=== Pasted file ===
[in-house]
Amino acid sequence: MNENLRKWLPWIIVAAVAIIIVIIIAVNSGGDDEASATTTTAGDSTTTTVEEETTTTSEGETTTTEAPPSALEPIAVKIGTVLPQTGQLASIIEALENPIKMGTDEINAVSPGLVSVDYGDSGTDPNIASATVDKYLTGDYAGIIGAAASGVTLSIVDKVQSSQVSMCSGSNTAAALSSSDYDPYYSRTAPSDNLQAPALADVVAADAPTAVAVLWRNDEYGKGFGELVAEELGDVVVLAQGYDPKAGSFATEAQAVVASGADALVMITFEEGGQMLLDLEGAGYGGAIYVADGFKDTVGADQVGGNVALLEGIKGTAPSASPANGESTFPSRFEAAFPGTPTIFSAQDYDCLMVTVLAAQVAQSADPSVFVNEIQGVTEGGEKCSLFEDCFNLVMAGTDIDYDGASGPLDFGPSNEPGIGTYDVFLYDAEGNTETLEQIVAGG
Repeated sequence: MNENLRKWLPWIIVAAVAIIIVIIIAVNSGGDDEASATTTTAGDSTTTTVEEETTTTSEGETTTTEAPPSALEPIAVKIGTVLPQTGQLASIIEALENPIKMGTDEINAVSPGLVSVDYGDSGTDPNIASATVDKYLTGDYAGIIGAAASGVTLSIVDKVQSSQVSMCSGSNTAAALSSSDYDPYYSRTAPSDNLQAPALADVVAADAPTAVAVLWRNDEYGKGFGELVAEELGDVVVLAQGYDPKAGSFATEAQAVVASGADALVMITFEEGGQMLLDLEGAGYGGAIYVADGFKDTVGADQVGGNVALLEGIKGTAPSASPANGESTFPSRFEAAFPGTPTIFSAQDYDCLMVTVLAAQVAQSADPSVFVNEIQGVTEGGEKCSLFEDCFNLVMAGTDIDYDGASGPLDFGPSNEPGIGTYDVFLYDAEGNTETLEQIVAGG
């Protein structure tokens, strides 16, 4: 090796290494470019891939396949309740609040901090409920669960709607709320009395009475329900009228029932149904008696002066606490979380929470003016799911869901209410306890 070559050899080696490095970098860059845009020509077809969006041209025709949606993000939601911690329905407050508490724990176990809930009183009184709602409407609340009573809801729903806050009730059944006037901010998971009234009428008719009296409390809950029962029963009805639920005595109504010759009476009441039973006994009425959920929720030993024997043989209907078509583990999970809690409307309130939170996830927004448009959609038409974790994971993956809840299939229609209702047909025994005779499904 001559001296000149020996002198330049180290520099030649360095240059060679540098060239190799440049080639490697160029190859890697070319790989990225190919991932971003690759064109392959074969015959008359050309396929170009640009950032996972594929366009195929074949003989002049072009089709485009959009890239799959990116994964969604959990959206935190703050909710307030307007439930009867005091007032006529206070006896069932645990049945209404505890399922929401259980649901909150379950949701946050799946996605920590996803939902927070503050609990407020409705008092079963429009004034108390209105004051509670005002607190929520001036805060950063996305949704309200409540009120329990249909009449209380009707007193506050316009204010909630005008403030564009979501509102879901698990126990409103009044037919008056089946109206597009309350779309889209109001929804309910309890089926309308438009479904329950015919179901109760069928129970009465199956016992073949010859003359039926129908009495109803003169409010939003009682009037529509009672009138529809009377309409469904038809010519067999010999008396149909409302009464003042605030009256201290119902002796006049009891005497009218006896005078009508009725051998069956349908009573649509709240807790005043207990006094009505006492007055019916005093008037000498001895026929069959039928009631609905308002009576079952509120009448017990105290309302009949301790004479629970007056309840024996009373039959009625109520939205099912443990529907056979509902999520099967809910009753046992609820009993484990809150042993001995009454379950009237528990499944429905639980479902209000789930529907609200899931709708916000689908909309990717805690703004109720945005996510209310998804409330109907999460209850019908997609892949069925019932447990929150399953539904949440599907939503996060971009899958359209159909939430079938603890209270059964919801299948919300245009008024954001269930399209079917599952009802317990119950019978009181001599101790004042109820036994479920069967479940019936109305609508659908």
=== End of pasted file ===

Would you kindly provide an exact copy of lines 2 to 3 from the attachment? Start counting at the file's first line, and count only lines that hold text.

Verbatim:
Amino acid sequence: MNENLRKWLPWIIVAAVAIIIVIIIAVNSGGDDEASATTTTAGDSTTTTVEEETTTTSEGETTTTEAPPSALEPIAVKIGTVLPQTGQLASIIEALENPIKMGTDEINAVSPGLVSVDYGDSGTDPNIASATVDKYLTGDYAGIIGAAASGVTLSIVDKVQSSQVSMCSGSNTAAALSSSDYDPYYSRTAPSDNLQAPALADVVAADAPTAVAVLWRNDEYGKGFGELVAEELGDVVVLAQGYDPKAGSFATEAQAVVASGADALVMITFEEGGQMLLDLEGAGYGGAIYVADGFKDTVGADQVGGNVALLEGIKGTAPSASPANGESTFPSRFEAAFPGTPTIFSAQDYDCLMVTVLAAQVAQSADPSVFVNEIQGVTEGGEKCSLFEDCFNLVMAGTDIDYDGASGPLDFGPSNEPGIGTYDVFLYDAEGNTETLEQIVAGG
Repeated sequence: MNENLRKWLPWIIVAAVAIIIVIIIAVNSGGDDEASATTTTAGDSTTTTVEEETTTTSEGETTTTEAPPSALEPIAVKIGTVLPQTGQLASIIEALENPIKMGTDEINAVSPGLVSVDYGDSGTDPNIASATVDKYLTGDYAGIIGAAASGVTLSIVDKVQSSQVSMCSGSNTAAALSSSDYDPYYSRTAPSDNLQAPALADVVAADAPTAVAVLWRNDEYGKGFGELVAEELGDVVVLAQGYDPKAGSFATEAQAVVASGADALVMITFEEGGQMLLDLEGAGYGGAIYVADGFKDTVGADQVGGNVALLEGIKGTAPSASPANGESTFPSRFEAAFPGTPTIFSAQDYDCLMVTVLAAQVAQSADPSVFVNEIQGVTEGGEKCSLFEDCFNLVMAGTDIDYDGASGPLDFGPSNEPGIGTYDVFLYDAEGNTETLEQIVAGG